H: Neither of us really knew our mother, but we still missed her. I think that is part of the reason John and I were so close. Like John said, dad was always loving. We always had a good relationship with him. When we told him that we were getting married, there was a bit of a bump in the road. But he came to the wedding and he was very happy for us. We still have a great relationship with him, and he is a big part of the kids’ lives.

FME: How did sexual affection become a part of your relationship? Was it a sudden event or a gradual process? Did you know ahead of time it was going to turn sexual or was it more spontaneous? Is it clear who made the first move?

H: The way our dad tells the story is that we were always hugging and kissing on the mouth. He says that he always found us in our bedroom or the closet playing “doctor”. He would separate us and tell us that we weren’t supposed to do that, but I think after a while he realized that we were having fun and we loved each other. The first time I remember realizing that we were too close for everyone else’s comfort was in elementary school. At recess once we went off to do the usual kissing and holding each other, and one of the teachers gave us a good smack and a scolding.

J: I wouldn’t say that anyone really made a first move, because we were always close as toddlers, but she was more aggressive generally. Especially once we got into our teenage years. I was afraid of hurting her or doing something she didn’t want to do, so I let her come to me. We were never apart though, and our favorite times were when we were together. We started puberty at about the same time, if I remember correctly, and things got more intense. I started having all sorts of crazy feelings for her, I wanted to marry her even then. We must have proposed to each other hundreds of times before we even got past our teens. Neither of us had serious girlfriends, we were so in love with each other that we didn’t even care about anyone else.

FME: Can you describe your feelings during that process?

H: We were best friends and siblings. It is the ultimate bond. We love each other because we are family and we have to love each other, but also because we chose to be in the other’s company. It’s like having your brother, your best friend and your lover in one person. It’s heaven.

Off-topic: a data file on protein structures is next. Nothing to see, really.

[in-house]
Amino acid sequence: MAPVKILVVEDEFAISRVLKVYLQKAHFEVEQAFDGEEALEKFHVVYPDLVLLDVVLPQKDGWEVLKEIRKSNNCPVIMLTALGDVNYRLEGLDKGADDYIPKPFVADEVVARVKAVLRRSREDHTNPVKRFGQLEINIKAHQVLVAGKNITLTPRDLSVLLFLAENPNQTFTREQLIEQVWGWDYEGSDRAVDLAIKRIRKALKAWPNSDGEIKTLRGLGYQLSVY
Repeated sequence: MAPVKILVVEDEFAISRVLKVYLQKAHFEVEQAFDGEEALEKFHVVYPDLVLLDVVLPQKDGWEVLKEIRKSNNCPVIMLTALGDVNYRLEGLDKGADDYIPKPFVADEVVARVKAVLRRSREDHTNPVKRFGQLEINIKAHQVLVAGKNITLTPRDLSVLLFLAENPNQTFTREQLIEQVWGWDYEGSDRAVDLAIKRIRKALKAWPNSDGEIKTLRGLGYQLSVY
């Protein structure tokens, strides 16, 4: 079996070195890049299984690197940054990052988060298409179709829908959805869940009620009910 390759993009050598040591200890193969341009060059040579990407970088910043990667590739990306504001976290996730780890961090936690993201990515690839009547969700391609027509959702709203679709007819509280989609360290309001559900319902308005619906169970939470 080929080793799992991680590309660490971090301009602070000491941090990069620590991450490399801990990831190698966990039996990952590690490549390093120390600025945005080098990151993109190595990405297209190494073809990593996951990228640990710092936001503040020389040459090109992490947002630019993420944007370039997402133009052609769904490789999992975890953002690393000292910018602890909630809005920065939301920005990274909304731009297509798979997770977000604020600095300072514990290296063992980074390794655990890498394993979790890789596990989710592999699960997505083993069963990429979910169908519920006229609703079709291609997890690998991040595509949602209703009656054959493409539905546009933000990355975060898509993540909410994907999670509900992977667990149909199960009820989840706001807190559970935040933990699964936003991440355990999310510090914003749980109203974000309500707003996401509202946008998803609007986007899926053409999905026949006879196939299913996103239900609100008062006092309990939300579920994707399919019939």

FME: Before this had you ever thought this would be possible or enjoyable; did you have any opinion one way or the other about close relatives or family members being together?

H: I suppose we internalized some of the prejudices that others were trying so hard to impose upon us. Once we realized that other people didn’t like how close we were, we toned it down in public. But at home, we were always in the same room. We slept in the same bed for our entire lives. He is the only person I have ever felt this way about, family or not. We had never heard of those things before Lexi showed us your blog. When I was younger, I thought everyone was in love with their brothers!

FME: How do you describe the lovemaking now?

J: I think most people our age have far less sex than we do. I will leave it at that.

FME: Describe your relationship now. From what you've said so far, it is basically a marriage. Do you see each other as family or lovers, or are those two roles inseparable at this point?

H: We have been together since I was born, really. He has always been there beside me as my brother and my lover. We tell everyone that we are married, even though we legally aren’t. Most people don’t know that we are siblings though. Only the kids, our dad, and a few very close friends. Even after all these years, I still get butterflies when I think about him. I guess people call this feeling the honeymoon period, only it has never ended for us.

FME: So only a few people know the full, true nature of your relationship? How did they find out? How have they reacted? Are you able to act like a couple in public? Does anyone know you as a couple but not as family? What kind of steps, if any, have you had to take to keep your privacy?

J: Our dad and our sister knows. Our dad watched our relationship develop, but his attempts to separate us were mostly feeble and incomplete. I don’t think he realized that we were in love until we told him. I think he saw our relationship as kids as playful experimentation and he didn’t want to interfere with that. We told him we were getting married, and that we wanted to be together for the rest of our lives, and at first he seemed opposed, but I think he realized that he had no say in the matter. He was either going to lose us, or accept us. The friends we told reacted similarly because they saw how close we were, even as little kids.

H: When we told our sister, she let loose on all the insults in the book, and accused our father of molesting us, which is 100% false. We don’t speak anymore, but I think she eventually realized that we just want to be left alone. I don’t think she has contacted the authorities, luckily.